According to this recent article in the European Heart Journal, traditional cardiovascular risk factors such as obesity, hypertension and diabetes are associated with more severe forms of HCM. Therefore, the authors suggest that these additional risk factors should be aggressively managed so as to limit their impact on HCM.
Different Treatment for Non-Genetic Hypertrophic Cardiomyopathy?
Many HCM patients, perhaps even the majority, are currently unable to identify the specific gene behind their HCM through genetic testing. Despite this obvious difference, family screening, risk stratification and treatment standards are no different for patients who carry a HCM gene and those who do not have identified gene(s).
A recent article published in Circulation suggests that there ARE differences which should result in different treatment for this subset of patients.
In particular, non-sarcomere positive patients:
- have a better prognosis, with lower rates of heart failure, sudden death, atrial fibrillation and stroke
- Have lower incidence of family members affected by the disease
- Are more likely to have additional medical conditions such as obesity, hypertension and diabetes
The article by Dr. Hugh Watkins, a British HCM and genetic expert, suggests that:
- the risk to first degree relatives of this type of HCM patient is less than 50% and therefore, there is less need for repeated screening of relatives
- Hypertension should be treated more aggressively in these patients.
Read more about non-genetic HCM here and more about screening these patients here on HCMBeat.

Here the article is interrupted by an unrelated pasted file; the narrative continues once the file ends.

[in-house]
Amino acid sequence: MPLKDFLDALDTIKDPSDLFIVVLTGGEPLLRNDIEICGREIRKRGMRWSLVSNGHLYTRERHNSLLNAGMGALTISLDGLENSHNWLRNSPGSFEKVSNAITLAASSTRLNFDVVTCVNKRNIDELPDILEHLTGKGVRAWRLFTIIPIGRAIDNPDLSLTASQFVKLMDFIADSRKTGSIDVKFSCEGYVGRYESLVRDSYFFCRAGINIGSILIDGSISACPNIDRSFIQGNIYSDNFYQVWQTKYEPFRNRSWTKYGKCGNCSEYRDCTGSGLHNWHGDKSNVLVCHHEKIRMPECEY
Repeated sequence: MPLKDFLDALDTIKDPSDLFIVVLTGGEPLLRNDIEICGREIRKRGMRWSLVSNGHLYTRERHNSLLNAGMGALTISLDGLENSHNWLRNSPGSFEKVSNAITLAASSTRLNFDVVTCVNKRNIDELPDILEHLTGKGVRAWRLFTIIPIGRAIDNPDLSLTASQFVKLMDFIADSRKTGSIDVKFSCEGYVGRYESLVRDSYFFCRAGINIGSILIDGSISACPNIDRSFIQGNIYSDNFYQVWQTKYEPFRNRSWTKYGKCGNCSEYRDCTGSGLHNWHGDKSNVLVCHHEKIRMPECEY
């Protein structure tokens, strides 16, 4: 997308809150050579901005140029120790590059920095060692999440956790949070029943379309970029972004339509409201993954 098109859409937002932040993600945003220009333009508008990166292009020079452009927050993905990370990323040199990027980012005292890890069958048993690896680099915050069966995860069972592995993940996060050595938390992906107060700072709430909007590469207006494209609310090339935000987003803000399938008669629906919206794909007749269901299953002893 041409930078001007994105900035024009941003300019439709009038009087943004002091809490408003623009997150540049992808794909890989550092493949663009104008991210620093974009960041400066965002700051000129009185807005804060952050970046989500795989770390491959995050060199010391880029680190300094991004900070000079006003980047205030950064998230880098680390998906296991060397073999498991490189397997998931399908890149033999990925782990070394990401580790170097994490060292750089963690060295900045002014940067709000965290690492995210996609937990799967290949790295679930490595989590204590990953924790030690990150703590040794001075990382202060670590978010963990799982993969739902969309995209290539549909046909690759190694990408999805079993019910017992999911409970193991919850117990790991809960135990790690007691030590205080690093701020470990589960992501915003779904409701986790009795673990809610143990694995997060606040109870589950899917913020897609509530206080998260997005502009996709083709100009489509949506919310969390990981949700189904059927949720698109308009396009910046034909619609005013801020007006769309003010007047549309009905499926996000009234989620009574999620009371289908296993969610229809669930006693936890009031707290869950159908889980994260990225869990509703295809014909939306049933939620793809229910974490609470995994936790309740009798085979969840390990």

Lifestyle Influences HCM
According to this recent article published in the Journal of the American Heart Association, lifestyle choices can influence the development and/or progression of HCM.
In particular, the authors made the following recommendations:
- Exercise: Recreational exercise should be encouraged in HCM patients.
- This recommendation was largely based on the findings of the recent RESET-HCM study which found that moderate exercise, specifically tailored to each individual patient’s capacity, was beneficial to the patient’s general health and well being. **For an in-depth look at the RESET-HCM study, check out this recent HCMBeat interview with the authors of the study, Drs. Sara Saberi and Sharlene Day.
- Eating and Drinking:
- Patients should avoid large meals and should not exercise immediately after eating.
- Care should be taken to avoid becoming dehydrated.
- Alcohol should only be consumed in moderation.
- Healthy weight should be maintained.
- Hypertension should be treated aggressively, though treatment may be challenging, especially in obstructive HCM.
- Obstructive Sleep Apnea, which may exist in as many as 70% of HCM patients, should be treated to minimize potential for arrhythmia and to improve blood flow.